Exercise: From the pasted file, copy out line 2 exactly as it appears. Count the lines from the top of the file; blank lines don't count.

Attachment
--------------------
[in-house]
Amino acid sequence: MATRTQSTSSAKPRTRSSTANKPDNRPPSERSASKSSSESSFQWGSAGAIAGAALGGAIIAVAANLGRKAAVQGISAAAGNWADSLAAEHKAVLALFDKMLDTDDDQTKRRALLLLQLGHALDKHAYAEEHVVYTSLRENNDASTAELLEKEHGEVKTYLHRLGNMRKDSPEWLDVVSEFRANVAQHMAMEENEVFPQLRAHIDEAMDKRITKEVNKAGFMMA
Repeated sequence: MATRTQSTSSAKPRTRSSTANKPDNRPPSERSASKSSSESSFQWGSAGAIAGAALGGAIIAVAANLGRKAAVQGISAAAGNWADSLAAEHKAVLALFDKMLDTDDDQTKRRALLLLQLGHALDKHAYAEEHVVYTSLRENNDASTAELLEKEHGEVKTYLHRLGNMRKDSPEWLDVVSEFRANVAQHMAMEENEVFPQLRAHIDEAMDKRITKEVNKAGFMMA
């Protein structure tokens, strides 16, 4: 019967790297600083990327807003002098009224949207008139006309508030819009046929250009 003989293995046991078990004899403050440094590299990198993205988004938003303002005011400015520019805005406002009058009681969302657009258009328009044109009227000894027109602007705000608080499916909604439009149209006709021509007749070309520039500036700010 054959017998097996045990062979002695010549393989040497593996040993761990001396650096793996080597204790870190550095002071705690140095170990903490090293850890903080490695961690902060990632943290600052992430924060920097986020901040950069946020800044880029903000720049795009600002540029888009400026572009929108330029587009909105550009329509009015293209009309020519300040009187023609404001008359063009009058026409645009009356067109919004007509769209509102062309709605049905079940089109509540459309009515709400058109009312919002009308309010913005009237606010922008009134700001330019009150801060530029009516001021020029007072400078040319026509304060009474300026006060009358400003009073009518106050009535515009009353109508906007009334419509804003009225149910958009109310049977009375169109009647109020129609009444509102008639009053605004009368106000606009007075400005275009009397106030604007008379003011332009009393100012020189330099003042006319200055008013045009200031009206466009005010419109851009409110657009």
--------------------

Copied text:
Amino acid sequence: MATRTQSTSSAKPRTRSSTANKPDNRPPSERSASKSSSESSFQWGSAGAIAGAALGGAIIAVAANLGRKAAVQGISAAAGNWADSLAAEHKAVLALFDKMLDTDDDQTKRRALLLLQLGHALDKHAYAEEHVVYTSLRENNDASTAELLEKEHGEVKTYLHRLGNMRKDSPEWLDVVSEFRANVAQHMAMEENEVFPQLRAHIDEAMDKRITKEVNKAGFMMA